The Feed is my weekly round up of interesting food-related stories from newspapers, magazines, blogs and websites.
Metro Weekly: “Good Taste - As the longtime restaurant critic for The Washington Post, Tom Sietsema has turned dining out into a fabulous – and enviable – lifestyle,” by Randy Shulman
As a restaurant critic, Tom Sietsema has to maintain a certain amount of mystery. That said, for someone who doesn’t share his face, it’s so nice to read what he shares about his life in this interview with Shulman. I’ve been reading Sietsema’s columns for 14 years, so it’s great to get a sense of the man behind the menu.
New York Times: “Books: Canny Taste Buds and a Nose for Sleuthing (Review of Ruth Reichl’s Delicious!” by Dwight Garner
I love Reichl’s food memoirs, especially Garlic and Sapphires where she wrote about her experience as a New York Times restaurant critic. Now she’s published her first novel, Delicious!, which unfortunately doesn’t get the kindest review from Garner.
New York Times: “Red Velvet Cake: From Gimmick to American Classic,” by Kim Severson.
Severson looks at how red velvet went from being merely a gimmicky cake to a food-inspired obsession. She quotes David Sax, whose new book on American food trends, The Tastemakers: Why We’re Crazy for Cupcakes but Fed Up With Fondue, sounds interesting.
Washington Post: “Pennsylvania Dutch cuisine: The real deal,” by Tim Artz.
Artz tackles the misunderstood subject of Pennsylvania Dutch cuisine, which many people (erroneously apparently) equate with Amish traditions, when it is really so much more (but not Dutch, since it's actually German-influenced). I know I'll have a slice of that shoofly pie.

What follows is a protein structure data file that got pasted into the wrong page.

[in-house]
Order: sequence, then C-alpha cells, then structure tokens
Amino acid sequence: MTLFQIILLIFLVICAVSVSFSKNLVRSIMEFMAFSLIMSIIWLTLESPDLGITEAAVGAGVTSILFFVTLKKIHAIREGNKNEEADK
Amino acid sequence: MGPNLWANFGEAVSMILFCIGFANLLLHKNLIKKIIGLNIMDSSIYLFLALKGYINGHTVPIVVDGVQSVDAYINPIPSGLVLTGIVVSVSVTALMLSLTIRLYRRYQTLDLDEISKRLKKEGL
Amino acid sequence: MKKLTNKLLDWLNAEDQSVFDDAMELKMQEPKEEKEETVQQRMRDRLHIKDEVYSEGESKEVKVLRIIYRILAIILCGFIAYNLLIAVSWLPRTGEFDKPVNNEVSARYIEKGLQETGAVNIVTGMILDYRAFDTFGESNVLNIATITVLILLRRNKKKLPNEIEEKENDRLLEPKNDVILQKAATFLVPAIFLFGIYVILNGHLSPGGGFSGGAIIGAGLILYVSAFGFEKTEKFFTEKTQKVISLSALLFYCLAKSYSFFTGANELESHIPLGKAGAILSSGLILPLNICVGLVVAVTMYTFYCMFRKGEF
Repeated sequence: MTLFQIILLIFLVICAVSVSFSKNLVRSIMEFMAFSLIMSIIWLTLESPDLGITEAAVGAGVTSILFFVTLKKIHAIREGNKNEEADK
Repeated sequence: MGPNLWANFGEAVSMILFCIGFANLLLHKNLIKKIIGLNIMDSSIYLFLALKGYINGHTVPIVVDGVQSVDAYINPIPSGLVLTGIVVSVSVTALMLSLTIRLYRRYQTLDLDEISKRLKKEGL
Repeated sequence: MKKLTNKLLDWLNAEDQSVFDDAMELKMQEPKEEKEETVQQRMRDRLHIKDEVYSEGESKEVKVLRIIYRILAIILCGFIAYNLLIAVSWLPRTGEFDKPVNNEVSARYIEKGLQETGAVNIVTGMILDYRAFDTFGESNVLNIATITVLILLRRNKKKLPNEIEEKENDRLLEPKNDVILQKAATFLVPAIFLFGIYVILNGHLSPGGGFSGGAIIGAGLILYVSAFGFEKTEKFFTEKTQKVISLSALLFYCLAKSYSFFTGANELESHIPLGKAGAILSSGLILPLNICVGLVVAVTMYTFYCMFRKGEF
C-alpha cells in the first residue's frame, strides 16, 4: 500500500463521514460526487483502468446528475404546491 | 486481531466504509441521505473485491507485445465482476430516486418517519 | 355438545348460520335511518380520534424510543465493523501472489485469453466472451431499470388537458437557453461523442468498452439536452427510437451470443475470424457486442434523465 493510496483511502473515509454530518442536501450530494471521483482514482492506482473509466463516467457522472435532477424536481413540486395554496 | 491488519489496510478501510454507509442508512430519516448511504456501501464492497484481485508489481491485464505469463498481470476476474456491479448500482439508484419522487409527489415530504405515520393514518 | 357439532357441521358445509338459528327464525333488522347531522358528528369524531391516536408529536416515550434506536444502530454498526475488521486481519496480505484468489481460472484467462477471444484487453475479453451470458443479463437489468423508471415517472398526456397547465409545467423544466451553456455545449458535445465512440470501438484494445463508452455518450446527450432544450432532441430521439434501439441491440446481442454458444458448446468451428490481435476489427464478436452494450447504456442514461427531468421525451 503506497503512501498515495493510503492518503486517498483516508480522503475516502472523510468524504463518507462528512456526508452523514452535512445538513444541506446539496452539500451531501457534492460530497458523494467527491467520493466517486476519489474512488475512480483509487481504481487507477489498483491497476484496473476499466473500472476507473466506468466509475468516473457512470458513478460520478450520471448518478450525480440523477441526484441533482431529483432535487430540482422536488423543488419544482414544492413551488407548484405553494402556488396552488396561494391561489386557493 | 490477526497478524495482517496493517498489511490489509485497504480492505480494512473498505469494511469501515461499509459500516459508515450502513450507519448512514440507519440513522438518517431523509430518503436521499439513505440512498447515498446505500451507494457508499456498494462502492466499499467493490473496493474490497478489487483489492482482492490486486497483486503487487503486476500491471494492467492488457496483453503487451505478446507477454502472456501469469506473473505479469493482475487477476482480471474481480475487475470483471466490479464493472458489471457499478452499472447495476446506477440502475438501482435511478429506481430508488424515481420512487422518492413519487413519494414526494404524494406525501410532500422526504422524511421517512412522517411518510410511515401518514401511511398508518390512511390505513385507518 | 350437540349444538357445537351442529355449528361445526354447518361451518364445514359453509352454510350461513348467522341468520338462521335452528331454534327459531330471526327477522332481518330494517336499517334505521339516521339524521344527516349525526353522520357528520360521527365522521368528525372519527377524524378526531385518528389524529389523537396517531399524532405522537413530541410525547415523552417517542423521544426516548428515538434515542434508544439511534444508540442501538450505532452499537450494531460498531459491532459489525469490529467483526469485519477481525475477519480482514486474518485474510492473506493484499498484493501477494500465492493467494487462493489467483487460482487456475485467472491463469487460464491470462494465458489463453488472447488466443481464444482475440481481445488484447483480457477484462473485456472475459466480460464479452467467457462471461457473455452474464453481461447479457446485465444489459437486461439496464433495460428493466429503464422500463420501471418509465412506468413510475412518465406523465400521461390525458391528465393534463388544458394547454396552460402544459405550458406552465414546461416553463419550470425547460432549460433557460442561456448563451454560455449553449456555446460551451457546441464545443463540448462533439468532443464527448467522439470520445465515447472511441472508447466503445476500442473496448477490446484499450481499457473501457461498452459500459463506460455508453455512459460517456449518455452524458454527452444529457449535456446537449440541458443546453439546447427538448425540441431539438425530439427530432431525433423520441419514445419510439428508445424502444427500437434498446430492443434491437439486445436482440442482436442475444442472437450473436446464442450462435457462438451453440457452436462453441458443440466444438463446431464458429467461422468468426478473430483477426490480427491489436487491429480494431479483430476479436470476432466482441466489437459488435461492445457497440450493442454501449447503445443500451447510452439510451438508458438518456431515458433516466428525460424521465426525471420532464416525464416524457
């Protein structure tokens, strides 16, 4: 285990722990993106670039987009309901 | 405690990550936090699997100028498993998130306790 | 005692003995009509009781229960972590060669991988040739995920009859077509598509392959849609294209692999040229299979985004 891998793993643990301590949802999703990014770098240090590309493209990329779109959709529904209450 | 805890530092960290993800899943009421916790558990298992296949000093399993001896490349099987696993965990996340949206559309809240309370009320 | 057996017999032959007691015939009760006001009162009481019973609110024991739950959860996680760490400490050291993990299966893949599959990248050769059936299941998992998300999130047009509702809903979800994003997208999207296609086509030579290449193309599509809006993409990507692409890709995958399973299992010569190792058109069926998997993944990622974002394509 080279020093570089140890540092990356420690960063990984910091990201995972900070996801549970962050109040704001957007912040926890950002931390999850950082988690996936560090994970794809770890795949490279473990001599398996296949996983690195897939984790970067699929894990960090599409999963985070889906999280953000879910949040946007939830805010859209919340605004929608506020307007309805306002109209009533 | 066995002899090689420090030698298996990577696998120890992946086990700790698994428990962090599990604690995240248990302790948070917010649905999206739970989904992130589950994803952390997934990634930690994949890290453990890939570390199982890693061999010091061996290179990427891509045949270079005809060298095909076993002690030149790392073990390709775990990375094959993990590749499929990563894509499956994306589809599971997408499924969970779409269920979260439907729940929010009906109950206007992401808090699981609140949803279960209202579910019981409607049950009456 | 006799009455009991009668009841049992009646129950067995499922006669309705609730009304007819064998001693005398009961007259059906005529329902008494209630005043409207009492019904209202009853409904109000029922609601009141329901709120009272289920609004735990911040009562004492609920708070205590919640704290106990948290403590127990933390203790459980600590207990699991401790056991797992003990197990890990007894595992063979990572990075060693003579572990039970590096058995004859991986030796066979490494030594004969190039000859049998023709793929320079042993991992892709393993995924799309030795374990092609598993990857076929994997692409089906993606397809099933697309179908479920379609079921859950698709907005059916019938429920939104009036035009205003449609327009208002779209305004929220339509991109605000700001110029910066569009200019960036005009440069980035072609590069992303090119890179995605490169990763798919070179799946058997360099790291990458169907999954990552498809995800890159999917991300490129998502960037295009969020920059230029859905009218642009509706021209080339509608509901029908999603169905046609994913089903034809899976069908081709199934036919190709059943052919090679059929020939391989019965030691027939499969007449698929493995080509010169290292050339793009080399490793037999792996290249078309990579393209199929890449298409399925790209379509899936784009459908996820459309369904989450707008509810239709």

The Cooking Jar: “Authentic Chicken Satay,” by Farah
I discovered The Cooking Jar earlier this week during FoodieChat’s 3rd anniversary Twitter chat (check it out every Monday at 8 p.m. eastern with #FoodieChats—great way to talk food and meet interesting people) when a few of us got to talking about wanting good Asian recipes. Farah has a trove of beautiful ones, including her recent post on chicken satay, which is one of my favorite things to get in Thai restaurants, mostly because it’s a great excuse to eat peanut sauce.
Wall Street Journal: “Pizzerias Seek Certification for Neapolitan Pizza, but Some Say It's Cheesy,” by Charles Passy.
If you’ve eaten in enough “fancy” pizza places, you’ve probably come across a menu sporting VPN certification, a symbol that the restaurant has shelled some serious dough to be certified as offering “authentic” Neopolitan pizza. But is it worth it? I’ve often thought not, although it does represent an important attempt at preserving a classic recipe. And let’s give the headline writer kudos for a great pun.
Eater National: “Take a Tour of the Sriracha Factory in California,” by Hillary Dixler.
Eater tours the Huy Fong Foods Sriracha factory in Irwindale, California, the plant that drew all the bad press recently due to eye and through irritation among the locals. Looks like a pretty clean place. Glad to hear it’s up and running again.
Epicurious: “Agave Is For Lovers: The Return Of Blanco Tequila.”
Reacting against the darker oaky tequilas, which this article indicates were created with Americans in mind (but have been very popular in Mexico too), blanco tequila is making a comeback as a truer way to taste the agave in tequila.